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Dementia is not a disease but a syndrome associated with brain decline. Put more simply, it describes the symptoms associated with brain malfunction. These symptoms often take the form of memory loss and confusion. Ongoing research seeks to elucidate the potential causes of dementia in a bid to forestall it. Although much is still to be understood about the association, low vitamin D levels have been associated with dementia.
Vitamin D is commonly dubbed the “sunshine vitamin” because the body creates it through direct contact with the sun.
A growing body of evidence has drawn an association between low vitamin D levels and dementia, with one such study finding the link to be “significant”.
In a study published in BMC Neurology, researchers aimed to comprehensively explore the associations between vitamin D deficiency and risk of dementia and Alzheimer’s disease – the most common type of dementia.
They systematically searched Pubmed, the Cochrane Library, Embase databases and the reference lists of “pertinent review articles” for relevant articles.
Twelve prospective cohort studies and four cross-sectional studies were included in this meta-analysis.
After conducting their analysis of the literature, the researchers found additional evidence of relationships between vitamin D deficiency and risk of dementia and Alzheimer’s.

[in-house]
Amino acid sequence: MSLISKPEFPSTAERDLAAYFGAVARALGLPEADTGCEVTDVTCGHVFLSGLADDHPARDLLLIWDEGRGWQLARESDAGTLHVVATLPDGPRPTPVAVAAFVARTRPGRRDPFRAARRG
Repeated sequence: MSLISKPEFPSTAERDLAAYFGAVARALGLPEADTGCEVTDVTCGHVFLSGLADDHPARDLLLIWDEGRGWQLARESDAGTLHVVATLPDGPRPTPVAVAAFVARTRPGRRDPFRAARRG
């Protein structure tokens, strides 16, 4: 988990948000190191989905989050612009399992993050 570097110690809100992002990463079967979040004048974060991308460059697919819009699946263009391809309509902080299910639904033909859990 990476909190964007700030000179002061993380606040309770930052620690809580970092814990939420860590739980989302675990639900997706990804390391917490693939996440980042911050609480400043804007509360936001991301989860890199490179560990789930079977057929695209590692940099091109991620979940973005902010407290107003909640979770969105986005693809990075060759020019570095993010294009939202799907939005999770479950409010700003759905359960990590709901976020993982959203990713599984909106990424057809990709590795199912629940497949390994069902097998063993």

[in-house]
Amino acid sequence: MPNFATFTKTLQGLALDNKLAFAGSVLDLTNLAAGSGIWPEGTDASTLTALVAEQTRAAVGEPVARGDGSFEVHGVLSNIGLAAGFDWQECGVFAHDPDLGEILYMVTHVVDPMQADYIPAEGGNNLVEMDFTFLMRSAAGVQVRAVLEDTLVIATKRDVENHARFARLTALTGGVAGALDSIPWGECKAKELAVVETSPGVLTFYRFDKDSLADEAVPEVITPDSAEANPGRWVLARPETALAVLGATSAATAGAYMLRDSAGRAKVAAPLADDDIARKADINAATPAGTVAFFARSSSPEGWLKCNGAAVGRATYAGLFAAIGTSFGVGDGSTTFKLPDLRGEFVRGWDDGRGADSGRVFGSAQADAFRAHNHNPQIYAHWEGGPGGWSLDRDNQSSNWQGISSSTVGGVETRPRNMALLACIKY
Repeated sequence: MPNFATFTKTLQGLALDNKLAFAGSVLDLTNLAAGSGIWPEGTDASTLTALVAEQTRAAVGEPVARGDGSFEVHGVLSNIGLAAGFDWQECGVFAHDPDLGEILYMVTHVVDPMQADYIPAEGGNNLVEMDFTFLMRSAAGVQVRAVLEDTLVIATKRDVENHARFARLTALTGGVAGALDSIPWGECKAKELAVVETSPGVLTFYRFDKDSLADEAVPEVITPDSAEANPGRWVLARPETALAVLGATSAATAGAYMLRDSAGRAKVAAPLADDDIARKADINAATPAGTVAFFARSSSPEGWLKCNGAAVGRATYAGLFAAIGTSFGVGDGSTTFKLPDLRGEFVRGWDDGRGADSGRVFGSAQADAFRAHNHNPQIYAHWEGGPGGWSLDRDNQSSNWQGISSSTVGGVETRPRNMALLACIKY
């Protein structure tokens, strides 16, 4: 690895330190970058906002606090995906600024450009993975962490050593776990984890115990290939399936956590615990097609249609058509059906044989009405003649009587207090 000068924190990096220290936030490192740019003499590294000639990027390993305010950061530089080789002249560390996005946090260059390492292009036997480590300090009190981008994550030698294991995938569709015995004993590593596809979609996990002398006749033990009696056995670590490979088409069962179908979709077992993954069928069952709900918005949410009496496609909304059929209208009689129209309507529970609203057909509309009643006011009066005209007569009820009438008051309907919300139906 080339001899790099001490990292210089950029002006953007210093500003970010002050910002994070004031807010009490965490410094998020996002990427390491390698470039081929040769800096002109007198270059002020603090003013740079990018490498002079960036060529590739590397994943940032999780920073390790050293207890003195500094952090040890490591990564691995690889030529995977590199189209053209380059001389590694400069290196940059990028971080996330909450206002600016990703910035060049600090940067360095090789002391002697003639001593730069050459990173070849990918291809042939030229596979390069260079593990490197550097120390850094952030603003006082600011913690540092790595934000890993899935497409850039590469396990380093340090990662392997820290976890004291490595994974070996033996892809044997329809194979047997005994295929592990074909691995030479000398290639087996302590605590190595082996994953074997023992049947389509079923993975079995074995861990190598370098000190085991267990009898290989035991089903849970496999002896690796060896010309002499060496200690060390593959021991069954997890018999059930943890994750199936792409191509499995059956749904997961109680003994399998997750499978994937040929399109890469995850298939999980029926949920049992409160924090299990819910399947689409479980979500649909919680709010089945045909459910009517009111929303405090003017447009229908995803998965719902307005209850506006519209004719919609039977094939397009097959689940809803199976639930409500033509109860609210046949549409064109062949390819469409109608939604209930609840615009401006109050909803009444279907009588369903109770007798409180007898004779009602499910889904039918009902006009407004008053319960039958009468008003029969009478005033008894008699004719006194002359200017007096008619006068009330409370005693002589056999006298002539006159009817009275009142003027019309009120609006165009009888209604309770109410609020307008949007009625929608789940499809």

The analysis demonstrated “positive associations” between vitamin D deficiency and risk of dementia (by 32 percent) and AD (by 34 percent).
Furthermore, the incidence of Alzheimer’s was higher than dementia when vitamin D was deficient.
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The subgroup analyses indicated that vitamin D severe deficiency was associated with a 51 percent greater risk of Alzheimer’s.
“These results demonstrated that vitamin D deficiency may be a risk factor for dementia or AD [Alzheimer’s],” the researchers wrote.
There are “significant associations” between vitamin D deficiency and both dementia and Alzheimer’s, the researchers concluded.
They added: “There are stronger associations between severe vitamin D deficiency and both dementia and AD compared to moderate vitamin D deficiency.”
The study is not an outlier. More recent research has built on this association.
A study published in June associated vitamin D deficiency with an increased risk of dementia.
Boosting low vitamin D levels to normal ranges could help protect the brain against a loss of thinking skills as people age, the study authors wrote.
“Vitamin D is a hormone precursor that is increasingly recognized for widespread effects, including on brain health, but until now it has been very difficult to examine what would happen if we were able to prevent vitamin D deficiency,” Elina Hypponen, PhD, the senior study author and director of the Australian Centre for Precision Health at the University of South Australia, said in a statement.
“Our study is the first to examine the effect of very low levels of vitamin D on the risks of dementia and stroke, using robust genetic analyses among a large population,” she said.
Doctor Hypponen and colleagues analysed data for more than 294,000 people in the study ages 37 to 73 in the UK Biobank, looking at the association between vitamin D and the risks of dementia and stroke. About 2,400 people in the study had dementia, while 3,760 had had a stroke.
Vitamin D deficiency was associated with an increased risk of both dementia and stroke, with the strongest associations for those with levels under 25 nanomoles per liter, or nmol/L.
It’s worth noting that the jury is not out.
“Other studies have shown no association between vitamin D levels and dementia,” reports the Mayo Clinic.
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